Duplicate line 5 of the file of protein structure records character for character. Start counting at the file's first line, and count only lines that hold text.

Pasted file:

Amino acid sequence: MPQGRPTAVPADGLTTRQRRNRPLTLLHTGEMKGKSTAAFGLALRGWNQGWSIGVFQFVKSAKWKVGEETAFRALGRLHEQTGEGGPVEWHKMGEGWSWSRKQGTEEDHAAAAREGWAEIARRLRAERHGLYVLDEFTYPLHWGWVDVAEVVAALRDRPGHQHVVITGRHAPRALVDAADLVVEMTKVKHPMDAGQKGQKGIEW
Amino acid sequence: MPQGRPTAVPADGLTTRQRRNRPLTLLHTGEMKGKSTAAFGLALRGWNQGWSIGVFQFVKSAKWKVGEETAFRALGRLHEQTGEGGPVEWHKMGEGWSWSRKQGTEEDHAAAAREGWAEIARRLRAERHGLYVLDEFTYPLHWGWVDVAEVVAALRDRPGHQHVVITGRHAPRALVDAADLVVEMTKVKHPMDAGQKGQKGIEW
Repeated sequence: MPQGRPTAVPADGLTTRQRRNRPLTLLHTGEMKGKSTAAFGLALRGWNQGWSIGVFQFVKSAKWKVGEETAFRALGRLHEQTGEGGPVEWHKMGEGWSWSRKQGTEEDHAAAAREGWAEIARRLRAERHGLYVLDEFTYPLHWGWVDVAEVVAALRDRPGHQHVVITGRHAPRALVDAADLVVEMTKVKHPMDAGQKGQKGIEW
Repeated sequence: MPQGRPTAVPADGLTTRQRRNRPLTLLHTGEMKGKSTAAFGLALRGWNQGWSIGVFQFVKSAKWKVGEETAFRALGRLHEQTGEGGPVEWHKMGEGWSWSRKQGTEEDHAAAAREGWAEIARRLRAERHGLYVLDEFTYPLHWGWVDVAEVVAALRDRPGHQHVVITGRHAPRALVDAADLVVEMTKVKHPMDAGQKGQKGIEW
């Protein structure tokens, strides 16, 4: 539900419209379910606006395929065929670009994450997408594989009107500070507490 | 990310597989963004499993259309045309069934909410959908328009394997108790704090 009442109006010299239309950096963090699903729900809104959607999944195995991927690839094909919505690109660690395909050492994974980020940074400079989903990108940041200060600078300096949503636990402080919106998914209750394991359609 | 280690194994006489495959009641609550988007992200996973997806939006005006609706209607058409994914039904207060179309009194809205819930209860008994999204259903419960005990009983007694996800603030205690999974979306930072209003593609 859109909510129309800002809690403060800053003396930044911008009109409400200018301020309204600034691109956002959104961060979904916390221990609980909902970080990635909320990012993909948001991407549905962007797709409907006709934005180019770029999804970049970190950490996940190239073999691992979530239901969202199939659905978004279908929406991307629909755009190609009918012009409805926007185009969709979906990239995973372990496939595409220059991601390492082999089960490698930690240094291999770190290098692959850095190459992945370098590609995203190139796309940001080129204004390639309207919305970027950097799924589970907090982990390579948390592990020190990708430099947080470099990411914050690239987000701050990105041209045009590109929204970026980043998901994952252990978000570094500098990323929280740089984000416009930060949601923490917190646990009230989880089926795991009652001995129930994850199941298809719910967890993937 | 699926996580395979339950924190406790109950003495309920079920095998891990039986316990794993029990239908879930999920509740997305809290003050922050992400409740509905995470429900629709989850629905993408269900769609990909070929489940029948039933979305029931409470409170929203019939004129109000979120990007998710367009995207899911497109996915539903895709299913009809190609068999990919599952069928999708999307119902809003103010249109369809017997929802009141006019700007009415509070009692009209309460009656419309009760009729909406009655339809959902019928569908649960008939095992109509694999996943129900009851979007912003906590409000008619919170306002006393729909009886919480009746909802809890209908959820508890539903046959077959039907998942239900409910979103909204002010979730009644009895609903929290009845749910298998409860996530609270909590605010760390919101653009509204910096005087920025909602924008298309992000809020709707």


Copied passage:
């Protein structure tokens, strides 16, 4: 539900419209379910606006395929065929670009994450997408594989009107500070507490 | 990310597989963004499993259309045309069934909410959908328009394997108790704090 009442109006010299239309950096963090699903729900809104959607999944195995991927690839094909919505690109660690395909050492994974980020940074400079989903990108940041200060600078300096949503636990402080919106998914209750394991359609 | 280690194994006489495959009641609550988007992200996973997806939006005006609706209607058409994914039904207060179309009194809205819930209860008994999204259903419960005990009983007694996800603030205690999974979306930072209003593609 859109909510129309800002809690403060800053003396930044911008009109409400200018301020309204600034691109956002959104961060979904916390221990609980909902970080990635909320990012993909948001991407549905962007797709409907006709934005180019770029999804970049970190950490996940190239073999691992979530239901969202199939659905978004279908929406991307629909755009190609009918012009409805926007185009969709979906990239995973372990496939595409220059991601390492082999089960490698930690240094291999770190290098692959850095190459992945370098590609995203190139796309940001080129204004390639309207919305970027950097799924589970907090982990390579948390592990020190990708430099947080470099990411914050690239987000701050990105041209045009590109929204970026980043998901994952252990978000570094500098990323929280740089984000416009930060949601923490917190646990009230989880089926795991009652001995129930994850199941298809719910967890993937 | 699926996580395979339950924190406790109950003495309920079920095998891990039986316990794993029990239908879930999920509740997305809290003050922050992400409740509905995470429900629709989850629905993408269900769609990909070929489940029948039933979305029931409470409170929203019939004129109000979120990007998710367009995207899911497109996915539903895709299913009809190609068999990919599952069928999708999307119902809003103010249109369809017997929802009141006019700007009415509070009692009209309460009656419309009760009729909406009655339809959902019928569908649960008939095992109509694999996943129900009851979007912003906590409000008619919170306002006393729909009886919480009746909802809890209908959820508890539903046959077959039907998942239900409910979103909204002010979730009644009895609903929290009845749910298998409860996530609270909590605010760390919101653009509204910096005087920025909602924008298309992000809020709707």